ICC Champions Trophy: Pakistan ‘completely outplayed’ world No.1 South Africa: Graeme Smith | icc-champions-trophy-2017 | Hindustan Times
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ICC Champions Trophy: Pakistan ‘completely outplayed’ world No.1 South Africa: Graeme Smith

Pakistan stunned South Africa by 19 runs via the Duckworth-Lewis Method in yet another rain marred ICC Champions Trophy 2017 match at Edgbaston on Wednesday.

icc champions trophy 2017 Updated: Jun 08, 2017 16:04 IST
Graeme Smith
Pakistan beat South Africa on Wednesday in a rain marred ICC Champions Trophy Group B match at Edgbaston.
Pakistan beat South Africa on Wednesday in a rain marred ICC Champions Trophy Group B match at Edgbaston.(Reuters)

As frustrating as it was to have yet another game affected by the weather, Pakistan completely outplayed the No.1 ranked team in the world at Edgbaston. Pakistan deserves a huge amount of credit for having dusted itself down after its game against India.

South Africa’s performance today was anything but convincing, having looked reassuringly strong against Sri Lanka in game one. I can’t quite put my finger on what it is, but there just appears to be something missing from our play on this tour so far. It may well be that the squad are slightly underdone in terms of the amount of cricket they’ve played as a unit in recent months, but even so, the loss to Pakistan will be tough for the boys to take.

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After having seen the manner of Pakistan’s loss to India, South Africa had an opportunity to take as much pressure off themselves going into the India game as possible with a good performance. Put simply, that didn’t happen, and Pakistan never took its foot off our necks once it had established a foothold in the game.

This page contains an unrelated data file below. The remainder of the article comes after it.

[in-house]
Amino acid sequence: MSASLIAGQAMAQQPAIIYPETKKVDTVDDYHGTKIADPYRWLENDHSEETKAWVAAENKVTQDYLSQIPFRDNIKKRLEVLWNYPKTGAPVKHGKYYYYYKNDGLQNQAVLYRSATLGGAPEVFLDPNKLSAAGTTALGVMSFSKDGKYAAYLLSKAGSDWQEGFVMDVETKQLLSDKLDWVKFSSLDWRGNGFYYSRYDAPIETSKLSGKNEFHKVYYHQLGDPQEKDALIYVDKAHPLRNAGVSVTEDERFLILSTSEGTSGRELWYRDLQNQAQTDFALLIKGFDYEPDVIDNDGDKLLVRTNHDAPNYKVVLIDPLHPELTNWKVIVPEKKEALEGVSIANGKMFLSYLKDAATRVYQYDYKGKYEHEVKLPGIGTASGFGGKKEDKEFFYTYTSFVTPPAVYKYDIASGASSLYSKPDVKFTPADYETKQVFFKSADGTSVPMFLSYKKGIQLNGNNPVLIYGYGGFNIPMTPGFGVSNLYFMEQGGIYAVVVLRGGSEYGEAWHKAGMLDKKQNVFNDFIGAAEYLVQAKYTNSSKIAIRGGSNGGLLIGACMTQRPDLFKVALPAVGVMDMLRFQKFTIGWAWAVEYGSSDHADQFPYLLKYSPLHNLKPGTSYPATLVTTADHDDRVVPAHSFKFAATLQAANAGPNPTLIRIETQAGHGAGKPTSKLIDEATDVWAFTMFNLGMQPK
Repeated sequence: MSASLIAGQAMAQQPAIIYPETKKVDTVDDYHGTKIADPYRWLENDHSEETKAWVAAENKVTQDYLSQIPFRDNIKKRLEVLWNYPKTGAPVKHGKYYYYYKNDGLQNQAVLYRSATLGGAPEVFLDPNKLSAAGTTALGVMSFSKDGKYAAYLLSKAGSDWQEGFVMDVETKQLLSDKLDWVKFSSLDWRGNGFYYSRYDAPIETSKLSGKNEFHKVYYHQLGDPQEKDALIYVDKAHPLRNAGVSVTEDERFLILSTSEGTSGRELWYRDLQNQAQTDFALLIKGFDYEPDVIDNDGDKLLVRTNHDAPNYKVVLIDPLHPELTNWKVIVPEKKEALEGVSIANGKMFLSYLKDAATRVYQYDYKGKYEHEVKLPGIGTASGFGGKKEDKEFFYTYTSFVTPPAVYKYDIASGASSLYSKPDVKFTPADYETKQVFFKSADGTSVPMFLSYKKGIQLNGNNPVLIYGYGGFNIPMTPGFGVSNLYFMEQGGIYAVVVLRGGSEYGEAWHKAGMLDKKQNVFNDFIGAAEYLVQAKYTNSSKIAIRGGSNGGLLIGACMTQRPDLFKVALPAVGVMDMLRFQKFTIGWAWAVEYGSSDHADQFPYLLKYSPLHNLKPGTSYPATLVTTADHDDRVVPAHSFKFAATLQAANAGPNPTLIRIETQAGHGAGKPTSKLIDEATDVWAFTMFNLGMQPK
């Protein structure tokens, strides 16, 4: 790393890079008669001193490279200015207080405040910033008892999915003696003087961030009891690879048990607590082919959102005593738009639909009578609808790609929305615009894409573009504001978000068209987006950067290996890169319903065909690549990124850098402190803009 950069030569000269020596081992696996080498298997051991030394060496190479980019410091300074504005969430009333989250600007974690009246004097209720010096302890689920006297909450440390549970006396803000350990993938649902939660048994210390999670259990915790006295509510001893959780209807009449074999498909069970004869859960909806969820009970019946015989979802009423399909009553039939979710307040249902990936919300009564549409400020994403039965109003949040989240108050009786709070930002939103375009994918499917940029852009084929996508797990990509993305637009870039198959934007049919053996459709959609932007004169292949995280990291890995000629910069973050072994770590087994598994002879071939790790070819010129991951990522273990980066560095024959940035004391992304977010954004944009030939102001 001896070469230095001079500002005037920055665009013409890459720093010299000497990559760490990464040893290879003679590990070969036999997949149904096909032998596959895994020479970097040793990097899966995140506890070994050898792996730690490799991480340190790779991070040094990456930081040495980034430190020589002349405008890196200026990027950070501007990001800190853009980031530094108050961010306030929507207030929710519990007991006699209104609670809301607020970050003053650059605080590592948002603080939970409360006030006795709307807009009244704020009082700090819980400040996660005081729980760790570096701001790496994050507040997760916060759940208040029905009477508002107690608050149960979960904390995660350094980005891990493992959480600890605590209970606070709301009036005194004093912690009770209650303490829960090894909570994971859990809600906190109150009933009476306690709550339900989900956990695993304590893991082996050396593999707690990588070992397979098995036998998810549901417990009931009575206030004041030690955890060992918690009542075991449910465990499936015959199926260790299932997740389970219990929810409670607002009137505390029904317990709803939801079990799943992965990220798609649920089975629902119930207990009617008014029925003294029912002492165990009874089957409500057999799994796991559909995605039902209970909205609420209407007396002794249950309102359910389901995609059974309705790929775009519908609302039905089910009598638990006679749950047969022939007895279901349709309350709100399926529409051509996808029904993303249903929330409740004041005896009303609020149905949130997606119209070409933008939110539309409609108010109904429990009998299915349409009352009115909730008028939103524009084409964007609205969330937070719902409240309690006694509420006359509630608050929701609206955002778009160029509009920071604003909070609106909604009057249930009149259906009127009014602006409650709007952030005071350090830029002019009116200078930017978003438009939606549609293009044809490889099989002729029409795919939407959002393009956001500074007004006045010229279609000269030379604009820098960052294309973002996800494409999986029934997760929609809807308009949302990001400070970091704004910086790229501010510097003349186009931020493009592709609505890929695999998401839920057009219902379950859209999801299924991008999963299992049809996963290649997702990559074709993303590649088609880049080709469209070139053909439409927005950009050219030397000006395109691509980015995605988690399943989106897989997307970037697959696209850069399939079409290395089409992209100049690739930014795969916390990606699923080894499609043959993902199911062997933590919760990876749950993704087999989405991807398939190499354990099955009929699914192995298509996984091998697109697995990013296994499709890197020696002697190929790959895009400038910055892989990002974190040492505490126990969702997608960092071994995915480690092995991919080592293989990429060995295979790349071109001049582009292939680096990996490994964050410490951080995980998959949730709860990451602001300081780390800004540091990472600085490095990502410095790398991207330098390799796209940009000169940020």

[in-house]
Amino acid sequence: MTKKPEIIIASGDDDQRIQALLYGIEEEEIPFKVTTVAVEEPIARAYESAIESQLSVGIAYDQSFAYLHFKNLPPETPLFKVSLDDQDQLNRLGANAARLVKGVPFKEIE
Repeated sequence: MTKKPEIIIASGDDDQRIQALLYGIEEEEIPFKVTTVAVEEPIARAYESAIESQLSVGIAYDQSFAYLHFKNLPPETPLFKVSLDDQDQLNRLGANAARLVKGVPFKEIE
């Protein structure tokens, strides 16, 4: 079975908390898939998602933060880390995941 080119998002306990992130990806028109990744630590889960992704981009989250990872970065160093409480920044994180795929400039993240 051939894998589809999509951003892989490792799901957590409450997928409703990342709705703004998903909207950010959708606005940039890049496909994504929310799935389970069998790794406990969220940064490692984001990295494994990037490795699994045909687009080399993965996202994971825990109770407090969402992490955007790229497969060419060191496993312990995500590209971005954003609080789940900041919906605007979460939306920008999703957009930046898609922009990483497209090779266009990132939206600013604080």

Its bowlers were excellent all day, and despite South Africa getting away to a satisfactory start, the game changed when the two spinners were brought in to the game.

Where Pakistan was clever was in assessing the conditions quickly, and certainly more effectively than the South Africa batsmen. It realised that the track was a used pitch that was slightly slower than it might have been, adjusting to bowl very straight and offer little width for the South Africa batting line-up to dine out on.

Mohammad Hafeez and Imad Wasim bowled beautifully, and managed to put South Africa’s batsmen under consistent pressure, which Sri Lanka didn’t manage at The Oval. As a batting side under pressure, losing wickets in clusters is something you have to prevent if you’re to have any hope of constructing a challenging total. We just seemed to lose wickets at bad times today and at regular intervals, with Pakistan forcing players to try and use their initiative or play across the line in order to score quickly.

As easy as it is to criticise what was a disappointing South Africa display, Pakistan should be commended on how it approached the game today.

There were some scathing articles about its performance in what is always a big game for it against India, but it showed real character as a team to bowl and field as well as they did today.

Hassan Ali is a hugely impressive bowler. He bowls with pace, and the skill involved to come around the wicket and take the ball away from the left handers is a handy one to possess. He looks to take wickets rather than simply contain, and made a big impact with the ball today.

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Mickey Arthur and his staff have done a good job in getting this side into the right frame of mind for Wednesday’s game, and you could see that from the very first over. As a team, they were sprinting in to position, getting through between overs and just looking infinitely sharper than they had done against India.

The team fought hard to get into a position where it could control the game, and did well to not relinquish that control. David Miller played a great hand, and the batting performance would have been a lot more exposed without his knock.

South Africa has to re-evaluate and ensure it executes its plans far better in Sunday’s game. A positive from my point of view was to see the form Morne Morkel is in with the ball. When he’s in that mood and finds his rhythm, he can be one of the most dangerous strike bowlers in the game. He has that ability to take a game by the scuff of the neck and make something happen.

It wasn’t enough on Wednesday, as Pakistan could afford to be more cautious in its approach when batting, but his form could be key against India’s formidable batting powerhouse.

To sum up, it was simply a poor day for South Africa. It’ll know where it needs to improve and has a few days to focus on what is now a hugely important game on Sunday.